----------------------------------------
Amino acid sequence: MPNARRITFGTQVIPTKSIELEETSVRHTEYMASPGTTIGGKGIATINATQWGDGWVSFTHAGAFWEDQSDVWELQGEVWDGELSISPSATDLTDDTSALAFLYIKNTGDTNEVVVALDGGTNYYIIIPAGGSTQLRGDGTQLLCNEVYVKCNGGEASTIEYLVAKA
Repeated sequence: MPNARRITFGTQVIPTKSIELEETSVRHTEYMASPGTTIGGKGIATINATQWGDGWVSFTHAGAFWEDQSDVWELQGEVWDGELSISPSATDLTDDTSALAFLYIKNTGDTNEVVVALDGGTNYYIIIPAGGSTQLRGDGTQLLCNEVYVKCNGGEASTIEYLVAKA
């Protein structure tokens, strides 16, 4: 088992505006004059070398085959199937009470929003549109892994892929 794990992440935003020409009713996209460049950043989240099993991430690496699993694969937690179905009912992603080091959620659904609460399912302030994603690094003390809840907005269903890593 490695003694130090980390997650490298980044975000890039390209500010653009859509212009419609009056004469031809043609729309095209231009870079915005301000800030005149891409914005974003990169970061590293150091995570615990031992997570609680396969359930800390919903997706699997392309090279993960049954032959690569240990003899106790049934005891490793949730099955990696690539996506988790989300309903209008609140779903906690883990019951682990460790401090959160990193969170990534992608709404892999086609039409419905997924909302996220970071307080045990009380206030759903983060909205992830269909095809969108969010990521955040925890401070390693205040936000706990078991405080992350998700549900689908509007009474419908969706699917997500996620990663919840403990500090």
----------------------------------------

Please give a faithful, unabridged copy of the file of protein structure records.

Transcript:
Amino acid sequence: MPNARRITFGTQVIPTKSIELEETSVRHTEYMASPGTTIGGKGIATINATQWGDGWVSFTHAGAFWEDQSDVWELQGEVWDGELSISPSATDLTDDTSALAFLYIKNTGDTNEVVVALDGGTNYYIIIPAGGSTQLRGDGTQLLCNEVYVKCNGGEASTIEYLVAKA
Repeated sequence: MPNARRITFGTQVIPTKSIELEETSVRHTEYMASPGTTIGGKGIATINATQWGDGWVSFTHAGAFWEDQSDVWELQGEVWDGELSISPSATDLTDDTSALAFLYIKNTGDTNEVVVALDGGTNYYIIIPAGGSTQLRGDGTQLLCNEVYVKCNGGEASTIEYLVAKA
């Protein structure tokens, strides 16, 4: 088992505006004059070398085959199937009470929003549109892994892929 794990992440935003020409009713996209460049950043989240099993991430690496699993694969937690179905009912992603080091959620659904609460399912302030994603690094003390809840907005269903890593 490695003694130090980390997650490298980044975000890039390209500010653009859509212009419609009056004469031809043609729309095209231009870079915005301000800030005149891409914005974003990169970061590293150091995570615990031992997570609680396969359930800390919903997706699997392309090279993960049954032959690569240990003899106790049934005891490793949730099955990696690539996506988790989300309903209008609140779903906690883990019951682990460790401090959160990193969170990534992608709404892999086609039409419905997924909302996220970071307080045990009380206030759903983060909205992830269909095809969108969010990521955040925890401070390693205040936000706990078991405080992350998700549900689908509007009474419908969706699917997500996620990663919840403990500090």